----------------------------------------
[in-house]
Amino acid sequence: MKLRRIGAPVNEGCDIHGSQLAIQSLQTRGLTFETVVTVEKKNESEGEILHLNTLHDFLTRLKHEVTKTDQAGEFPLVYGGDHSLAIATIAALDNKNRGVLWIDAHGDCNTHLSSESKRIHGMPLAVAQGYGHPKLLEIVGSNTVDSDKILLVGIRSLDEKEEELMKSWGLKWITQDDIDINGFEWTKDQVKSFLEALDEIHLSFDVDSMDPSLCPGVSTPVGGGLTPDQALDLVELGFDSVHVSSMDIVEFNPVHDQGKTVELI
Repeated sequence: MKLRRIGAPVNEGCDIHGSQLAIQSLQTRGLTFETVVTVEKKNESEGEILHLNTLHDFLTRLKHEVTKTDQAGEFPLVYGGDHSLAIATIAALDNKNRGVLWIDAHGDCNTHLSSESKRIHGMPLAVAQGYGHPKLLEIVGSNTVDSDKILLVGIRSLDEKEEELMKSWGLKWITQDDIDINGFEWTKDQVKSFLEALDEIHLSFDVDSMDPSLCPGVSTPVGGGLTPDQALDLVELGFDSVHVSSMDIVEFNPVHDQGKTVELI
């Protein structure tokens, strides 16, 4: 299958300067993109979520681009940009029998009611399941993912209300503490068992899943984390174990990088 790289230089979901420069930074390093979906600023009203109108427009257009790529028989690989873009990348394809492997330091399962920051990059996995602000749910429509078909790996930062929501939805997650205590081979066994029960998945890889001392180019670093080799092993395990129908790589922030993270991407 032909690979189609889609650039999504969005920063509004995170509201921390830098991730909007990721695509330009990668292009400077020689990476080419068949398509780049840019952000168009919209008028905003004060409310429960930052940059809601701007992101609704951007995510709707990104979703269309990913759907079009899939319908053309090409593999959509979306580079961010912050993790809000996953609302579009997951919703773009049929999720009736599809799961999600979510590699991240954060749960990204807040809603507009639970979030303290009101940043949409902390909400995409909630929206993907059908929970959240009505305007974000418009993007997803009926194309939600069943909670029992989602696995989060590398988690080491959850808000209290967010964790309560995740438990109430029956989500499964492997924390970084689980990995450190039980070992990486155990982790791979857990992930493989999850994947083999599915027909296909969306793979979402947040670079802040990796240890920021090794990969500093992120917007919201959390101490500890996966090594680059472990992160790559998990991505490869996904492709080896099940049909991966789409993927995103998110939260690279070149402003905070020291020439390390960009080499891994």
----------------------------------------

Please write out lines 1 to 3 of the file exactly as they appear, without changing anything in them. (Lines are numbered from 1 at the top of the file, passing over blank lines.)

[in-house]
Amino acid sequence: MKLRRIGAPVNEGCDIHGSQLAIQSLQTRGLTFETVVTVEKKNESEGEILHLNTLHDFLTRLKHEVTKTDQAGEFPLVYGGDHSLAIATIAALDNKNRGVLWIDAHGDCNTHLSSESKRIHGMPLAVAQGYGHPKLLEIVGSNTVDSDKILLVGIRSLDEKEEELMKSWGLKWITQDDIDINGFEWTKDQVKSFLEALDEIHLSFDVDSMDPSLCPGVSTPVGGGLTPDQALDLVELGFDSVHVSSMDIVEFNPVHDQGKTVELI
Repeated sequence: MKLRRIGAPVNEGCDIHGSQLAIQSLQTRGLTFETVVTVEKKNESEGEILHLNTLHDFLTRLKHEVTKTDQAGEFPLVYGGDHSLAIATIAALDNKNRGVLWIDAHGDCNTHLSSESKRIHGMPLAVAQGYGHPKLLEIVGSNTVDSDKILLVGIRSLDEKEEELMKSWGLKWITQDDIDINGFEWTKDQVKSFLEALDEIHLSFDVDSMDPSLCPGVSTPVGGGLTPDQALDLVELGFDSVHVSSMDIVEFNPVHDQGKTVELI